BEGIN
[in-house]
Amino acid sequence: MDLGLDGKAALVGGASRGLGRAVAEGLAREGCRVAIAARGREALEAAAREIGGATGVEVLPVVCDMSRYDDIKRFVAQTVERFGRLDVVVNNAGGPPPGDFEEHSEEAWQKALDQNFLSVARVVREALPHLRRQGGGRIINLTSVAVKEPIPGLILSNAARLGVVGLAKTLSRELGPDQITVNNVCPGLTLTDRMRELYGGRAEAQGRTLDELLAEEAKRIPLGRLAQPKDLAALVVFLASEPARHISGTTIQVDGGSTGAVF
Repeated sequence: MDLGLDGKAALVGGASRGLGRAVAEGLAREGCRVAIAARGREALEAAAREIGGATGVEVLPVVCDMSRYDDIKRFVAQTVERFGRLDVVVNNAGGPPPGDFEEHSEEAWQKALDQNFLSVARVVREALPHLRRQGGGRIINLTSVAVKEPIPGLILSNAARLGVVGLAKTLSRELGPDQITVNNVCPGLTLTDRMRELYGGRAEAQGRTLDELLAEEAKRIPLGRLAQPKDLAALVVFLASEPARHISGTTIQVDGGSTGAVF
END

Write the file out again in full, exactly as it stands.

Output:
[in-house]
Amino acid sequence: MDLGLDGKAALVGGASRGLGRAVAEGLAREGCRVAIAARGREALEAAAREIGGATGVEVLPVVCDMSRYDDIKRFVAQTVERFGRLDVVVNNAGGPPPGDFEEHSEEAWQKALDQNFLSVARVVREALPHLRRQGGGRIINLTSVAVKEPIPGLILSNAARLGVVGLAKTLSRELGPDQITVNNVCPGLTLTDRMRELYGGRAEAQGRTLDELLAEEAKRIPLGRLAQPKDLAALVVFLASEPARHISGTTIQVDGGSTGAVF
Repeated sequence: MDLGLDGKAALVGGASRGLGRAVAEGLAREGCRVAIAARGREALEAAAREIGGATGVEVLPVVCDMSRYDDIKRFVAQTVERFGRLDVVVNNAGGPPPGDFEEHSEEAWQKALDQNFLSVARVVREALPHLRRQGGGRIINLTSVAVKEPIPGLILSNAARLGVVGLAKTLSRELGPDQITVNNVCPGLTLTDRMRELYGGRAEAQGRTLDELLAEEAKRIPLGRLAQPKDLAALVVFLASEPARHISGTTIQVDGGSTGAVF